While other parts of the country deal with record-breaking heat and wildfires, the DMV has actually had a relatively moderate summer. As I sit here on Independence Day writing this review, my AC is off and my windows are open. This made for a perfect night for outdoor music yesterday evening at Bethesda’s Strathmore Music Center, where folk artist Dar Williams appeared.
Like many venues, the Strathmore is working through putting on shows in the (post-)pandemic world. They’ve moved the performances outdoors, under an awning, and artists are playing two shows — an early and a late set. Dar complimented the venue’s efforts, saying that concerts are a work in progress, and that she felt the Strathmore was doing as good a job with it as she’s seen.
Saturday’s show gave a sense of the shape of Dar’s career, present and future. She announced that, this fall, she’ll release her first album in six years, I’ll Meet You Here, and she shared one of her new songs. She also recounted the story of how she broke through as an artist, when she was picked by Joan Baez to duet on her song “You’re Aging Well.” Written about how she had, at about the age of 25, unwittingly set up her 27-year-old boyfriend with a 20-year-old woman, the song is a playful take on the idea of losing a man to a younger woman. At the time, Dar said, Baez was “the age I am now.”
When the two folksingers performed together, they hit it off, and Baez invited Dar to open for her on a tour of Europe. That, Dar said, was “when everything changed for me.” At that point, Dar, who came out of the Western Massachusetts folk scene, became a national touring act.
Relationships are, for Dar, like for many songwriters, a theme she came back to later in the show, when she played “Something to Get Through” for “anyone who’s wanted to say the perfect right right thing to friends after a breakup.” Nature is another of her central concerns. Introducing “The Mercy of the Falling,” she told the audience about how her father would show her the constellations at night and explain the Greek myths behind them. Greek mythology, Dar noted, doesn’t have a moral point; things just happen, which she called a good lesson to learn for a career in music. Dar also played “The Beauty of the Rain.”
Stream The Beauty of the Rain by Dar Williams on Spotify:
Dar writes beautiful songs, songs that are often infused with folksy humor. The audience got a taste of that when she abandoned her jacket before beginning her set, saying “I think we’re going to do this right away.” Poking fun at herself, she joked, “I’m not trying to provocative,” and, as she struggled a bit with the jacket, she continued, “I’d make a terrible stripper!”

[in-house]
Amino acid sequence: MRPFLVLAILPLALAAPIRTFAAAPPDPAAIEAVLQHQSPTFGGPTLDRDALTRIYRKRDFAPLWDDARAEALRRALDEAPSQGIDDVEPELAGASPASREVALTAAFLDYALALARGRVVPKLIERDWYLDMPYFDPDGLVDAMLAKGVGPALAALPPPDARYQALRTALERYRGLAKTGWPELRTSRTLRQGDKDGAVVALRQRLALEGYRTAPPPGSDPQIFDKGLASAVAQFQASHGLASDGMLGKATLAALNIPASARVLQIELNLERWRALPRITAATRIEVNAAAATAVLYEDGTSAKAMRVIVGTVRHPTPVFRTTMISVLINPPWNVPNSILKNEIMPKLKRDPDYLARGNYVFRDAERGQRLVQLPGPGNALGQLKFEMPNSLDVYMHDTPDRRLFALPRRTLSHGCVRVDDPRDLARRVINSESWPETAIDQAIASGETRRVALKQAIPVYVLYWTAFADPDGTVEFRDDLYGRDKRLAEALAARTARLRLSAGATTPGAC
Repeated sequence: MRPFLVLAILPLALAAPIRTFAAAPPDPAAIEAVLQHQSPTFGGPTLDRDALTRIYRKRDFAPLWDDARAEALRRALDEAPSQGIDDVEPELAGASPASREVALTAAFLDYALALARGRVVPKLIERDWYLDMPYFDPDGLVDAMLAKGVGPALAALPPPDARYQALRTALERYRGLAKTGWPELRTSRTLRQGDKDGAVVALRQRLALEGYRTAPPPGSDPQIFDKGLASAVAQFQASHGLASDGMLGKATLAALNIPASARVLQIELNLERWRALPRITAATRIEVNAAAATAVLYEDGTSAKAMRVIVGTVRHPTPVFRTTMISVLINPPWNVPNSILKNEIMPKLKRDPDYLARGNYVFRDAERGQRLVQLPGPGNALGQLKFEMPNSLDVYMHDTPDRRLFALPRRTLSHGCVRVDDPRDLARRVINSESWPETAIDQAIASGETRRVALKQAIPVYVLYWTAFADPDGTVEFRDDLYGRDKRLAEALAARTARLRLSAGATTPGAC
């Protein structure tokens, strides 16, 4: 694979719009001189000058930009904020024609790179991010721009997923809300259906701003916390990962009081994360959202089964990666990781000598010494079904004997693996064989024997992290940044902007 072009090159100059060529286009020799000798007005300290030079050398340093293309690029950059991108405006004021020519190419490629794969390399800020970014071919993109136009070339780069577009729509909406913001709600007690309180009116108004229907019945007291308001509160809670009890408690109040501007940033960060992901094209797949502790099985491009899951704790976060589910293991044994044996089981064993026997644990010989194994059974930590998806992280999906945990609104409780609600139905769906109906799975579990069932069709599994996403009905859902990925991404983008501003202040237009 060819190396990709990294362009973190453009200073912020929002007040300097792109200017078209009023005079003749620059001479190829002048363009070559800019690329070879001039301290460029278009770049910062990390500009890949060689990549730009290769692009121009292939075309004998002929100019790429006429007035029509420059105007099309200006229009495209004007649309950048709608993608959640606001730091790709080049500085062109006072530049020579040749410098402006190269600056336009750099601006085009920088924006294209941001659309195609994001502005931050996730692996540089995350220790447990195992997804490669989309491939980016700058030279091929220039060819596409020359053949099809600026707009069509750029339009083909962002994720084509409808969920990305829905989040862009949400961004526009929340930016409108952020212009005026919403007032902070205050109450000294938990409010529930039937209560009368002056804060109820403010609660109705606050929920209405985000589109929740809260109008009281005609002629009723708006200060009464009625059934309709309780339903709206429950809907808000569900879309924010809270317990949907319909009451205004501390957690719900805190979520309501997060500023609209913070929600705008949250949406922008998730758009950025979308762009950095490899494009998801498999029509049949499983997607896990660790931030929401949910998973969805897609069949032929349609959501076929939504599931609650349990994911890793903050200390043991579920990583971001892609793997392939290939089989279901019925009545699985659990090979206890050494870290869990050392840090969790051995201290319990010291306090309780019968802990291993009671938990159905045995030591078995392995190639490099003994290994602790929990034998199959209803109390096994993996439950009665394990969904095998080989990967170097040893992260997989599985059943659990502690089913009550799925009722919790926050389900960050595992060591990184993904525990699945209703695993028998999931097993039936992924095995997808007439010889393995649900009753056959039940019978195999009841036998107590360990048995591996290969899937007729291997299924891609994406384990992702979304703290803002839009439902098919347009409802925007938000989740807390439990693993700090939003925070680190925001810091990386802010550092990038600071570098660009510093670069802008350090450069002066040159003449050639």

That streak of humor was evident in many of Dar’s, like “The Babysitter’s Here:” the babysitter’s boyfriend is described as wearing ripped jeans with an American flag on the butt. After her opening number, “Fishing in the Morning,” she acknowledged a young person who had gotten up and danced, saying, “I’m glad we have an interpretive dancer here.” Dar can go from hilarious to heartwarming in a moment, and she did, talking about a video of an old show in Bryn Mawr, Pennsylvania with children dancing. “We all have that in ourselves,” she said, but “we lie to ourselves and say we lost it.”
Dar clearly has a soft spot for young people. Midway through the show, she acknowledged that several students from her songwriting retreat, “Writing a Song That Matters,” were in attendance. She described her students as “the most straight ahead, committed” people, and she spoke of a young woman named Moira whose mother brought her. As the retreat went on, Moira’s mother eventually left her to experience the retreat on her own, which really touched Dar, as parents love to see their kids create and accomplished. She dedicated “The One Who Knows” to those students.
In the best traditions of live music, Dar threw a bone to the local audience with “I Had No Right.” Some time ago, she worked with Congressman Jamie Raskin on a project to create a new state song for Maryland. Although they didn’t get very far in the competition, she learned a lot about Maryland, including the story of the Barrigans and the Catonsville Nine, a group of antiwar activists during Vietnam.
Dar’s most beloved song is “Iowa,” which one attendee called for. She demurred, hinting that it would come later. Having reached an agreement with the audience to forego leaving the stage and returning for the encore, she encouraged them to join in singing with her. Her humor was on display as the closed the show with “The Christians and the Pagans,” which she described as a “winter seasonal favorite.”
If you want to hear beautiful songs that come with a heavy dose of charm, Dar will be returning to the area to play The Birchmere on Dec. 5.